© Reuters. FILE PHOTO: The U.S. Border Patrol logo is seen on an officer uniform at Port Everglades, in Fort Lauderdale, Florida, U.S. February 17, 2022. REUTERS/Marco Bello
(Reuters) – An investigation into the death of an 8-year-old Panamanian girl while in custody of the U.S. Border Patrol in Harlingen, Texas, showed that the family was repeatedly denied an ambulance, the U.S. Customs and Border Protection (CBP) said on Thursday.
The child died on May 17 after experiencing a medical emergency at the agency’s station in Harlingen, three days after being transferred from the Donna Processing Facility, near the border in Donna, Texas, for medical isolation.
The family was held by the CBP for nine days despite agency policy limiting custody to 72 hours.
The family was being held for deportation, two U.S. Department of Homeland Security officials said, requesting anonymity to discuss details of the case. DHS did not immediately reply to a request for comment.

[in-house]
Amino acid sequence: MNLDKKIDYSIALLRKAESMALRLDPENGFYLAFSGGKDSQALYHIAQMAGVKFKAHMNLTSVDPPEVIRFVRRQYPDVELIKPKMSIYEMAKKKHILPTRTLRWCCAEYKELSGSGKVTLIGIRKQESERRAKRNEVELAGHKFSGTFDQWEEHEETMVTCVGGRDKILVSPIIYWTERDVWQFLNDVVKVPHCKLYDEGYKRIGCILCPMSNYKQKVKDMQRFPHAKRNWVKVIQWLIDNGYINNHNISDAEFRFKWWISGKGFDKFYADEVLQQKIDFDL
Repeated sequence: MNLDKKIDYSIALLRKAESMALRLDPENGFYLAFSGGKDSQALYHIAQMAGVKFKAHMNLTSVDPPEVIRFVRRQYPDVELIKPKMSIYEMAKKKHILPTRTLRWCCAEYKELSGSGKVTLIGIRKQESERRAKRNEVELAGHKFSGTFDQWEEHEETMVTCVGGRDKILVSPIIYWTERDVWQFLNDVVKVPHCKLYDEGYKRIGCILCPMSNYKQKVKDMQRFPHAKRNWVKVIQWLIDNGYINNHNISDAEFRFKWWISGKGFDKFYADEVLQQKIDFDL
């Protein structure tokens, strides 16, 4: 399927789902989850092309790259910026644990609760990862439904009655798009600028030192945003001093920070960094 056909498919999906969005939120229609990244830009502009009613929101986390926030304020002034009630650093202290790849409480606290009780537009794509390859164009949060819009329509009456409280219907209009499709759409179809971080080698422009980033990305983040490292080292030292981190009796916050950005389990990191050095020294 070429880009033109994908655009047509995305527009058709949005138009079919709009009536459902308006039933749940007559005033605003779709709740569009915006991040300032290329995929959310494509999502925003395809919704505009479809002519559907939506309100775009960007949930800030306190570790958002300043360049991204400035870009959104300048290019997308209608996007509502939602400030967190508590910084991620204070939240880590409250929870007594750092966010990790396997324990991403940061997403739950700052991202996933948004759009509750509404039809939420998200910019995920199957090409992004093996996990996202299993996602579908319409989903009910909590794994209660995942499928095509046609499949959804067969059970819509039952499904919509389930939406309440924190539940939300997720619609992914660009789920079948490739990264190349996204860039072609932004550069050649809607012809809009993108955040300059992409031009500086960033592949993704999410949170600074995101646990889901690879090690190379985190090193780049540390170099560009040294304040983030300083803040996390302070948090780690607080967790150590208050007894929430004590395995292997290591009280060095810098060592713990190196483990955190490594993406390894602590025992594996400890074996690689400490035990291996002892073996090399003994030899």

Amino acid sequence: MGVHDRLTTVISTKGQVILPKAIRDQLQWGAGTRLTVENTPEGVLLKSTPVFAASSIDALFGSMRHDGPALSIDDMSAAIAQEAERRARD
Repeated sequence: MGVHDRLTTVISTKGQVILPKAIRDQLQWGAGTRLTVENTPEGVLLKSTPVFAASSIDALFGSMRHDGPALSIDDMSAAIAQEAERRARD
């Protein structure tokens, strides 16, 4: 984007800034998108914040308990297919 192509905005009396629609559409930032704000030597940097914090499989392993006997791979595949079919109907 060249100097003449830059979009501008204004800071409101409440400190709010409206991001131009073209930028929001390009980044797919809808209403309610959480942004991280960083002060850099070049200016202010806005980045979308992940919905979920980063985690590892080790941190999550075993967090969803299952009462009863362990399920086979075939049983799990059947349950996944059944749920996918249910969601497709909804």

Neither Border Patrol agents nor the contracted medical personnel who interacted with the family in Harlingen acknowledged being aware of the girl’s medical conditions, which included sickle cell anemia and congenital heart disease, the CBP said.
The family had reported the girl’s medical history at the Donna facility, the CBP said, adding that the girl’s mother had requested three or four times that an ambulance be called or that the child be taken to a hospital.
“Despite the girl’s condition, her mother’s concerns, and the series of treatments required to manage her condition, contracted medical personnel did not transfer her to a hospital for higher-level care,” the statement said.
In addition, the CBP said, surveillance cameras at the Harlingen station had not been working while the family was in custody, forcing them to rely on staff interviews.
The latest details about the incident came from an ongoing investigation by the CBP’s Office of Professional Responsibility and remain subject to verification, the agency said.